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Is there any network management software that can look after wireless routers, switches and access p

Wireless networking expert Lisa Phifer explains the types of network management software available for looking after wireless routers, switches and access points, in this response.

I am working on wireless network implementation and would like to find network management software that can look...

after wireless routers, switches and access points.

Most enterprise WLAN switch and access point vendors sell their own network management software that provides for planning, provisioning, and/or monitoring. A few examples include Aruba Networks Mobility Management System, Bluesocket BlueView Management System, Cisco Wireless Control System and Wireless LAN Solution Engine (WLSE), Colubris Networks NMS and RF Planner, Trapeze Networks RingMaster, and Siemens HiPath Wireless Convergence Software. These solutions excel at configuring and maintaining homogenous WLANs.

Many companies have heterogeneous WLANs, composed of a mixture of old and new equipment -- for example, legacy "fat" APs that have not yet been retired and a new set of WLAN switches and matching "thin" APs. Some of the above-mentioned vendor management products can recognize and perform limited management on other-vendors APs -- for example, placing generic APs into a WLAN floorplan so that they can be considered when it comes to channel assignments.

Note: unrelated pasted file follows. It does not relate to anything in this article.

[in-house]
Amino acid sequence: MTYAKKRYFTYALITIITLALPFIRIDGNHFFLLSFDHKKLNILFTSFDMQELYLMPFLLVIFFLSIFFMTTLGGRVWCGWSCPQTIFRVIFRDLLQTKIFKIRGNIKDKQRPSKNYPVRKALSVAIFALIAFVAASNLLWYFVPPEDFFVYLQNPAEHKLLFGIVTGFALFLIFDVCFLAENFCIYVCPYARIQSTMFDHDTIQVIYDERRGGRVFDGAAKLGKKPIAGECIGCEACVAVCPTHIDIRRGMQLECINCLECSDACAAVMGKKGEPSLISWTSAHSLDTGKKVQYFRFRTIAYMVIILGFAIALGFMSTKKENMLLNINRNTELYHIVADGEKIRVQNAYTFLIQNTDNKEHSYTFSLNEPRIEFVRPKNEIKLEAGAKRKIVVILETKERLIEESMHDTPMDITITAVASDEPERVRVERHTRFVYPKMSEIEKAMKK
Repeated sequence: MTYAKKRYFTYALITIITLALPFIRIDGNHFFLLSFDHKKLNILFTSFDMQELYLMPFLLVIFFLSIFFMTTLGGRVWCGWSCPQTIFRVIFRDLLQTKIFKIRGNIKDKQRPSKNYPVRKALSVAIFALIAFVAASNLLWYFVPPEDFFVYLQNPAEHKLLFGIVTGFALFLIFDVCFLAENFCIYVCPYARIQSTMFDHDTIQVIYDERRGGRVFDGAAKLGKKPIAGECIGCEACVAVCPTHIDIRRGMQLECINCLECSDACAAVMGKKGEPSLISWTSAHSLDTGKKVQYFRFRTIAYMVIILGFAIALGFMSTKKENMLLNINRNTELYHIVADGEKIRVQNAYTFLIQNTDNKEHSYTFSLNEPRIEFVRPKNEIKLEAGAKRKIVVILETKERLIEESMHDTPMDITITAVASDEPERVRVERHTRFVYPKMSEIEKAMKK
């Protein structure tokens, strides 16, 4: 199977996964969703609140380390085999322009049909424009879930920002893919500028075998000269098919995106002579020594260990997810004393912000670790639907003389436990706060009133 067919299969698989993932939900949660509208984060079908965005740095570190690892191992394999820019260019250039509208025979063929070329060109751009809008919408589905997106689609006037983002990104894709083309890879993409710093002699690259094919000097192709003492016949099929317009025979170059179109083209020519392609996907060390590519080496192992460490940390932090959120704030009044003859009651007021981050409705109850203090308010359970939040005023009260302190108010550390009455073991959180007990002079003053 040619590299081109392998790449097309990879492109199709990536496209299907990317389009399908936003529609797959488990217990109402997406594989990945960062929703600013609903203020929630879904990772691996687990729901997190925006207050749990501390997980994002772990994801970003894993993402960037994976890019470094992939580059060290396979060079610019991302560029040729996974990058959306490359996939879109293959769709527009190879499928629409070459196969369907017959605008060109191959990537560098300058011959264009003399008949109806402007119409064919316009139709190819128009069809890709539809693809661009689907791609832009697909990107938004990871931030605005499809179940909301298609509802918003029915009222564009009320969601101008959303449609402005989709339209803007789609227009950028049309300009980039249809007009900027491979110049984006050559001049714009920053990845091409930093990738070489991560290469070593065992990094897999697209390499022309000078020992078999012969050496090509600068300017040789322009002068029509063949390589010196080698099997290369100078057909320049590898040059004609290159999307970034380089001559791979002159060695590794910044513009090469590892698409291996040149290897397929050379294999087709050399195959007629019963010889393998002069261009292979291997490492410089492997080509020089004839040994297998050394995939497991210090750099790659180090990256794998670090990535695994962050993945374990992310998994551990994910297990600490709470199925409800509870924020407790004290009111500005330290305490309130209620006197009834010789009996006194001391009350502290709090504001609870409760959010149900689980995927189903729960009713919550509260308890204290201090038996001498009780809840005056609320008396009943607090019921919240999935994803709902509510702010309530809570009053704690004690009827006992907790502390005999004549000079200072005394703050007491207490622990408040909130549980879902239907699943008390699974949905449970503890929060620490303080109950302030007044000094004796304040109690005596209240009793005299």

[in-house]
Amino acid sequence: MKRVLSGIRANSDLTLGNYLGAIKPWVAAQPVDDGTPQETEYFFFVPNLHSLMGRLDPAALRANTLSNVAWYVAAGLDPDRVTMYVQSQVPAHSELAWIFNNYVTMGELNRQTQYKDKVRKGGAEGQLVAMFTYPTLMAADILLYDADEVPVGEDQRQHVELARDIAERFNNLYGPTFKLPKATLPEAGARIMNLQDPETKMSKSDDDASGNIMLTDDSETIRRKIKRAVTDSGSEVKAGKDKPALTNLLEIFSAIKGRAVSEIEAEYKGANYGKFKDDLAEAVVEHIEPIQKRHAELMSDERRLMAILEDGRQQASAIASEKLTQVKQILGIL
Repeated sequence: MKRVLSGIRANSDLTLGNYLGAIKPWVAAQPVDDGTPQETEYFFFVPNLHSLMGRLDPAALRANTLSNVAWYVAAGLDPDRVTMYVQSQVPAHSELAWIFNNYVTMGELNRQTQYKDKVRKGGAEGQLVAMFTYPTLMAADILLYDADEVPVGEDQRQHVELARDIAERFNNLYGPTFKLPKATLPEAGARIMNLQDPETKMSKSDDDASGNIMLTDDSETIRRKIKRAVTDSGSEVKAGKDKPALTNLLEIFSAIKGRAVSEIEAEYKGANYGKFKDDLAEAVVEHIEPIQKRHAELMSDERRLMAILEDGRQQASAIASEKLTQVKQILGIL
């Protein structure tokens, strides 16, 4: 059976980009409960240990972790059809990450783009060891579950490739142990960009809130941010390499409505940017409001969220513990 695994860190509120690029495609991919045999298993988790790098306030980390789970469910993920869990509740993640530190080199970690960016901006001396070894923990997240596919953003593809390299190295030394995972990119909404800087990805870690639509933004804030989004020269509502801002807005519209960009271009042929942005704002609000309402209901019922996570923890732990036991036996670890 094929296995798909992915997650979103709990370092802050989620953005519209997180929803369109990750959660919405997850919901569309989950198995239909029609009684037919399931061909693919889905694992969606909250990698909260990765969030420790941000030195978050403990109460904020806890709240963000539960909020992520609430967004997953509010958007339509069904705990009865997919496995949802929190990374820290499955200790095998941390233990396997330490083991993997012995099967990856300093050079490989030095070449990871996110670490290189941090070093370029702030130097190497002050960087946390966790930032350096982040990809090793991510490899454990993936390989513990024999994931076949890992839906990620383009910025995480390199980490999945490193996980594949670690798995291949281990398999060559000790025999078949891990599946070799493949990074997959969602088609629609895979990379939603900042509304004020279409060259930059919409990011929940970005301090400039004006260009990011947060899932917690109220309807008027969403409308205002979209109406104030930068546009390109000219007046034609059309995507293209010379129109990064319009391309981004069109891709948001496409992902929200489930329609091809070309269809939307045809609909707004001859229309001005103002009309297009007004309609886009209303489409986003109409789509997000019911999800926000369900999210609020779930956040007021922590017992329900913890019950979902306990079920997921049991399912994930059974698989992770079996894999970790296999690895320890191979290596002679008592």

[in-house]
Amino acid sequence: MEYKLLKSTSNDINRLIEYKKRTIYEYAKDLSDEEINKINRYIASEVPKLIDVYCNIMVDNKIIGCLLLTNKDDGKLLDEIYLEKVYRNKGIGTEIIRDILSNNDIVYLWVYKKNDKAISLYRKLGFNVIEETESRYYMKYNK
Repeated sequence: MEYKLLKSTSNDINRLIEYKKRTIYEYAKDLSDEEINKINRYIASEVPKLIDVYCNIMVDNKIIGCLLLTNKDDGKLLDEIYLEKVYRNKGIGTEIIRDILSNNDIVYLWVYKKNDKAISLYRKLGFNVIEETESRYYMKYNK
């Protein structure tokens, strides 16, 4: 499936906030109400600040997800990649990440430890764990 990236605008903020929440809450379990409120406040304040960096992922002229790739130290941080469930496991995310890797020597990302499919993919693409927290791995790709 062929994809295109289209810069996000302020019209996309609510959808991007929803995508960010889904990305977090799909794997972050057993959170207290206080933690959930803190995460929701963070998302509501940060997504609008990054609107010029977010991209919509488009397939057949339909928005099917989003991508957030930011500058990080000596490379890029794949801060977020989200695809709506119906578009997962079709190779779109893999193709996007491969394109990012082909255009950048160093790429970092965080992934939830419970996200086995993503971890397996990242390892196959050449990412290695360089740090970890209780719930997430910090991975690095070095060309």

If this isn't good enough, or you have a long-term homogeneous WLAN strategy, then you'll want a vendor-independent WLAN management system like the AirWave Wireless Management Suite. That system provides for integrated monitoring, configuration, and maintenance of multi-vendor wireless networks composed of not only Wi-Fi, but also mesh and WiMAX devices.

Many enterprise-class WLAN devices offer industry-standard interfaces that can be utilized by third-party network management systems like HP OpenView. For example, many APs generate SNMP traps and/or write log messages to a syslog server. Some also have enterprise SNMP MIBs that can be used to query and update configuration parameters. This may not be your best bet to directly manage a large WLAN, but it is a way to integrate a WLAN management system into your enterprise NMS.

Finally, if you want a system to monitor the WLAN and/or take automated action to respond to security threats, look at a third-party Wireless Intrusion Prevention System like AirTight SpectraGuard Enterprise, Network Chemistry RFprotect Distributed, or AirMagnet Enterprise. Unlike a WLAN management system, which focuses on equipment configuration and verifying operational health, an overlay WIPS is dedicated to watching what goes on over the air full-time, analyzing that traffic to spot security threats and performance problems and then deal with them.

This was last published in March 2007

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